The government has shelved the Mutobo water project after failing to attract investors amid increasing demand for stable water supply across the country.
The suspension of the project means water utility company Water and Sewage Corporation (Wasac) will continue to incur huge operational costs, which are passed on to the consumer.
The biggest setback for the project came after Chinese firm Sinohydro Corporation, which had shown interest in investing in the project, developed cold feet at the last minute.
In 2015, Sinohydro committed to build, own and later transfer the project after signing an MOU with the government. However, Rwanda Today found out that the MOU expired without the project kicking off.
While specific details are not available about why the Chinese firm did not go ahead with the project, the government says it found a cheaper option.
The government is the main supplier of water in Kigali while private investors are the main suppliers in the rural areas.
By 2013, Wasac was generating about Rwf10 billion in water sales annually from approximately 110,000 customers.
“We put the $400 million project on the market and there were no investors ready to take it on,” said Claver Gatete Minister of Infrastructure.
“Hower, we later found out that we have other sources of water in Kigali and there is no need to take up this expensive project,” said Mr Gatete.
The government is now exploring ways of investing in Mutobo Springs to supply water to Musanze and Rubavu districts.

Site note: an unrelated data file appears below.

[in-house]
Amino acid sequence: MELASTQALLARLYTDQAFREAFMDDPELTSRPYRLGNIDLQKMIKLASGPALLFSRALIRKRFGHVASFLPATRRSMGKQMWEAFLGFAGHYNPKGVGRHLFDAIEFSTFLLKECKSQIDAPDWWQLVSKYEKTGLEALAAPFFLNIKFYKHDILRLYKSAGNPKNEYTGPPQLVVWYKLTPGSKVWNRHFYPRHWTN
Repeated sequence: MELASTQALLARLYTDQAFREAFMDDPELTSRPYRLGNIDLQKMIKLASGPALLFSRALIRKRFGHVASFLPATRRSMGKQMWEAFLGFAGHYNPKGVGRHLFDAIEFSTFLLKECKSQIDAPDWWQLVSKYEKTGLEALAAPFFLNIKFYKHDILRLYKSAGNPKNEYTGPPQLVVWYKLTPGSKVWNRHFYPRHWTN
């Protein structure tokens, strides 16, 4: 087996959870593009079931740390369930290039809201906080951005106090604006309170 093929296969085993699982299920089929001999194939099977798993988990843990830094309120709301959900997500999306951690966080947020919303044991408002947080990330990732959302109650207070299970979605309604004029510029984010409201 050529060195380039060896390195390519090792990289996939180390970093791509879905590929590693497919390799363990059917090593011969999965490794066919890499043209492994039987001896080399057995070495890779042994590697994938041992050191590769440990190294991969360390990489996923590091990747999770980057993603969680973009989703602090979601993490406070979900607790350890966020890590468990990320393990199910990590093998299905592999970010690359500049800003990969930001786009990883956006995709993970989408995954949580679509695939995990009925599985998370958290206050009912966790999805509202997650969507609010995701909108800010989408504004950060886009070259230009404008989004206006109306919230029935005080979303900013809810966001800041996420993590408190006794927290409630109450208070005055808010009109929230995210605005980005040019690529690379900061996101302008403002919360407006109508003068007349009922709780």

While the government is optimistic about tapping water from sources near Kigali, experts say Wasac will continue to incur high operational costs fuelled by expensive electricity.
A former Wasac employee said the high operational costs due to expensive power were set to drop when Mutobo Water Supply project was complete.
The plan was to tap 118,800 cubic metres of water from Mutobo Springs in Musanze and direct it to reservoirs in Kigali.
Experts say Wasac would have also reduced the huge purification expenses it incurs cleaning the turbid Nyaborongo river water. The quality of water from Nyabarongo is compromised by pollution from upstream mining activities.
Officials at Wasac say the cost of purifying the water makes up 21 per cent of the total cost of producing water, excluding the cost of filtration, which is passed on to the consumer.
In order to keep the cost of water low, the government pumps in public funds in order to have water that is affordable for households, industries and institutions.
This sees the average cost of 1,000 litres set at Rwf323 in Kigali.
Mr Gatete said Kigali is currently over supplied with water after several projects including Nzove were completed, pushing supply to 145,000 cubic metres daily and the city needs 138,000 cubic metres.
Despite the increasing capacity, some areas still experience water shortages due to having a few water treatment plants and pumping stations.
The old infrastructure used for distribution also needs to be replaced as the old, small pipes can no longer handle the high water pressure.
“The population has increased, but we are still using the small pipes and they cannot distribute the water adequately,” said Mr Gatete.